By: Steven Heller | April 28, 2010
About the recent redesign of U.S. greenbacks, the Department of the Treasury states on its website: “To protect your hard-earned money, the U.S. government expects to redesign its currency every seven to 10 years” in large part to thwart high-tech counterfeiting. The most noticeable difference in the new designs is the introduction of subtle background colors, like those used on current passports, “which makes it more burdensome for potential counterfeiters because it adds complexity to the note. The addition of color also makes it easier to distinguish between denominations because different background colors are used for each denomination.” The $5, $10, $20, and $50 notes have been introduced (only the beleaguered buck has been virtually untouched), and last week the new Benjamin took center stage to mixed reviews. And by the way, do you know who is on the $1000 bill?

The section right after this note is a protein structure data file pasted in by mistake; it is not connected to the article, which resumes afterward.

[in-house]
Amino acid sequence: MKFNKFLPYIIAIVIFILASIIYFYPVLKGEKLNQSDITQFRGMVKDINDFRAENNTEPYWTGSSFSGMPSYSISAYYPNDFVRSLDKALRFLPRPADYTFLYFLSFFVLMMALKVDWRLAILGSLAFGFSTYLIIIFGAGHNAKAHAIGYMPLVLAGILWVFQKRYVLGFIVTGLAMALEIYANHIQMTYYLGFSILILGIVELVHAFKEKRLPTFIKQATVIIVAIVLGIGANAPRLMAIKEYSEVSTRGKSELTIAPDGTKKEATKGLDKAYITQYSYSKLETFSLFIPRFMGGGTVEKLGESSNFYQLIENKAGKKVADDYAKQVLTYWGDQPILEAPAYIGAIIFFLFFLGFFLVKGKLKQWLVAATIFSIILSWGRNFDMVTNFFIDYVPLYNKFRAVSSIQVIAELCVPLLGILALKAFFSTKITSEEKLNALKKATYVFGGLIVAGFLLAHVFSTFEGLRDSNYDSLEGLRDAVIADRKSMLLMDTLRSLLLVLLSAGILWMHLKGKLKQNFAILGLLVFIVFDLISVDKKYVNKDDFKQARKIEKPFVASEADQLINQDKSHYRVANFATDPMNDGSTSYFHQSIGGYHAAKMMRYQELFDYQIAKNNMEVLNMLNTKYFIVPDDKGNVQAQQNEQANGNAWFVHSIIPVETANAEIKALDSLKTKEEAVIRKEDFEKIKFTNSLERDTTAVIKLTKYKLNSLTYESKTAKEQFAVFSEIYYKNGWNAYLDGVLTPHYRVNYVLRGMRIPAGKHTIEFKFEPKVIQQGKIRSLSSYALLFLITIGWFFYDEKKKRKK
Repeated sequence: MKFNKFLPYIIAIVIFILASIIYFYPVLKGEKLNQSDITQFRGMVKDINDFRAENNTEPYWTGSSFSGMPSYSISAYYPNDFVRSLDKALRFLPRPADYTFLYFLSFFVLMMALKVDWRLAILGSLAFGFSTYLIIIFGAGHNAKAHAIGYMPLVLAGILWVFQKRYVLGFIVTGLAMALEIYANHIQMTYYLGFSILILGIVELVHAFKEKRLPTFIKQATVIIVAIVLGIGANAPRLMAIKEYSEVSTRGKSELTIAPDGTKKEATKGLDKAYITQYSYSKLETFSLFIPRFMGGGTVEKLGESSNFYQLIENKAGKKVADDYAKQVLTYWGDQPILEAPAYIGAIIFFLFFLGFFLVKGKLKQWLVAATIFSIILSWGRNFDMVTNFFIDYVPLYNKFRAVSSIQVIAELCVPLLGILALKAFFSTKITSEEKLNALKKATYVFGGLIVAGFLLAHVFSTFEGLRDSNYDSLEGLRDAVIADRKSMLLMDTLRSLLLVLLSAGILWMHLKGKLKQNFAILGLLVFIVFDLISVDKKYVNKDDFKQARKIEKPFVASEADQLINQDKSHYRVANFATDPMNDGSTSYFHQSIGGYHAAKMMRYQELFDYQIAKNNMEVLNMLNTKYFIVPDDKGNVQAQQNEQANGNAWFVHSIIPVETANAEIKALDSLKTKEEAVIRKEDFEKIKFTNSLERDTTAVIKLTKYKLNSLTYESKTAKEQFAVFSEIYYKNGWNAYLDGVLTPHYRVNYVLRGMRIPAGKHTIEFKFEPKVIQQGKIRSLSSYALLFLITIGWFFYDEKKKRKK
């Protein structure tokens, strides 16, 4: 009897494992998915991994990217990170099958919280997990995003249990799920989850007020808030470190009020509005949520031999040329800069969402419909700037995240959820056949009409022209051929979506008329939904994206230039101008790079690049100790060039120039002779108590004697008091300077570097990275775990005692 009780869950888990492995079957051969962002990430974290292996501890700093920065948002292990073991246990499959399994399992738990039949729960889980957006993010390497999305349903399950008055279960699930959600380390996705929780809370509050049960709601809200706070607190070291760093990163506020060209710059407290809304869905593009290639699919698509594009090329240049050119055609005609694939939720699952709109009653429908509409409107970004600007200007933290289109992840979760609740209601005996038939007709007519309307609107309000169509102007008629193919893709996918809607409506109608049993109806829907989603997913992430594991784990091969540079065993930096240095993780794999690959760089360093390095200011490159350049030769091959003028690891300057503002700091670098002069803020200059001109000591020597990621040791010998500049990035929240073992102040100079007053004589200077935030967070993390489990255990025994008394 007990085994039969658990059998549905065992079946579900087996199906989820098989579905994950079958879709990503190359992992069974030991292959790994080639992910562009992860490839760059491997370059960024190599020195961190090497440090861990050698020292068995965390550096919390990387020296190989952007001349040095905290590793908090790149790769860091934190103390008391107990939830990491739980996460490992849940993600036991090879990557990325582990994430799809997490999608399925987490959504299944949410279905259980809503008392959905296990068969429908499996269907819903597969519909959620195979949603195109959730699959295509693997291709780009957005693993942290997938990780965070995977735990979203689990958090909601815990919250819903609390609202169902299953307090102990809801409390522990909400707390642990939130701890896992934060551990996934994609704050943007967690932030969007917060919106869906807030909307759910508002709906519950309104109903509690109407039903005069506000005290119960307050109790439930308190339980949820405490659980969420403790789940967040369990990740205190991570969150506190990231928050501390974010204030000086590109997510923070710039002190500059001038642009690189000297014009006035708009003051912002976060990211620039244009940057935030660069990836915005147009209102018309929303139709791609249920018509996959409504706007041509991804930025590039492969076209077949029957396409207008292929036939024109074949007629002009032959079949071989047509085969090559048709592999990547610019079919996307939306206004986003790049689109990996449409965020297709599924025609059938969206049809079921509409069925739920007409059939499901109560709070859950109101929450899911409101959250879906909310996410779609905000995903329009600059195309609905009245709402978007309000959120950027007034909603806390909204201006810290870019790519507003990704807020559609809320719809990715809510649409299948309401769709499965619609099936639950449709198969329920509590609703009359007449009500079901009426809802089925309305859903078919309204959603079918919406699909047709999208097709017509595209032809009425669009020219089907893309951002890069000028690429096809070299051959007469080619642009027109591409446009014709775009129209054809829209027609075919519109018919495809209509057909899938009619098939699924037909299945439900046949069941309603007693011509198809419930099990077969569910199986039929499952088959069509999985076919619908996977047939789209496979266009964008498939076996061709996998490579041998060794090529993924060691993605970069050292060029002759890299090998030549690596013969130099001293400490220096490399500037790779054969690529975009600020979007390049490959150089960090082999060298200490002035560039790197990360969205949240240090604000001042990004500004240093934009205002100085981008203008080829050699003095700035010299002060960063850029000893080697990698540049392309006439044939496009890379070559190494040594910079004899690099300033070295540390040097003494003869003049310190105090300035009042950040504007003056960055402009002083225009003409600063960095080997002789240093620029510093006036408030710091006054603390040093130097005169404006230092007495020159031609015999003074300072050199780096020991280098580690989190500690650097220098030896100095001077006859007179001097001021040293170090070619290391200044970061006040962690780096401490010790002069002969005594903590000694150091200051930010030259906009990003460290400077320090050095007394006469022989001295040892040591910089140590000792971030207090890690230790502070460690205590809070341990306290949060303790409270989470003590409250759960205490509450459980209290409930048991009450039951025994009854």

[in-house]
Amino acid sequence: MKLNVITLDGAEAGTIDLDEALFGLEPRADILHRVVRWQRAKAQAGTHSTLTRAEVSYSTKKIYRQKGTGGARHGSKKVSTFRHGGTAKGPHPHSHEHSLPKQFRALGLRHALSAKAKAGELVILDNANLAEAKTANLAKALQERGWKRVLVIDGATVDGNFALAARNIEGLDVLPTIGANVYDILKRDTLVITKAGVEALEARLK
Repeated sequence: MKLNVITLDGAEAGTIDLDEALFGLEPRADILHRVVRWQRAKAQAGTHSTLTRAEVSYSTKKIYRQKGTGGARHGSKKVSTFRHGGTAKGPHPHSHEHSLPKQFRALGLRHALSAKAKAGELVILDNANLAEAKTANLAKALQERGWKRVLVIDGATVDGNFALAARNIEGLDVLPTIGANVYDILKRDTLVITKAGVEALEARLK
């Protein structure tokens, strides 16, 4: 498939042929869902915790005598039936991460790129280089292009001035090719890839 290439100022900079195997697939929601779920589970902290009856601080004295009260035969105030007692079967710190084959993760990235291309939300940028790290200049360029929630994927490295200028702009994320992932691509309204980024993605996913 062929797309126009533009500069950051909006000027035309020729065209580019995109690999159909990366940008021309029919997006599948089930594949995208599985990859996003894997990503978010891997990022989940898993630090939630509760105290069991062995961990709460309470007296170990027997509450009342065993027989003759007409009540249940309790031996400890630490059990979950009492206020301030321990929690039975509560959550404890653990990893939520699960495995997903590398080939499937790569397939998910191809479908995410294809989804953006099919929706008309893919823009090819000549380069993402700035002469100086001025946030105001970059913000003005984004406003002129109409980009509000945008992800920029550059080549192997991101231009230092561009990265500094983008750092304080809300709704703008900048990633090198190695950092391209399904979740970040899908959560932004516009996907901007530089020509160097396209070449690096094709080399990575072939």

Makes one wonder, who designs our currency? Are they anonymous for obvious reasons? And do they get samples for their portfolios?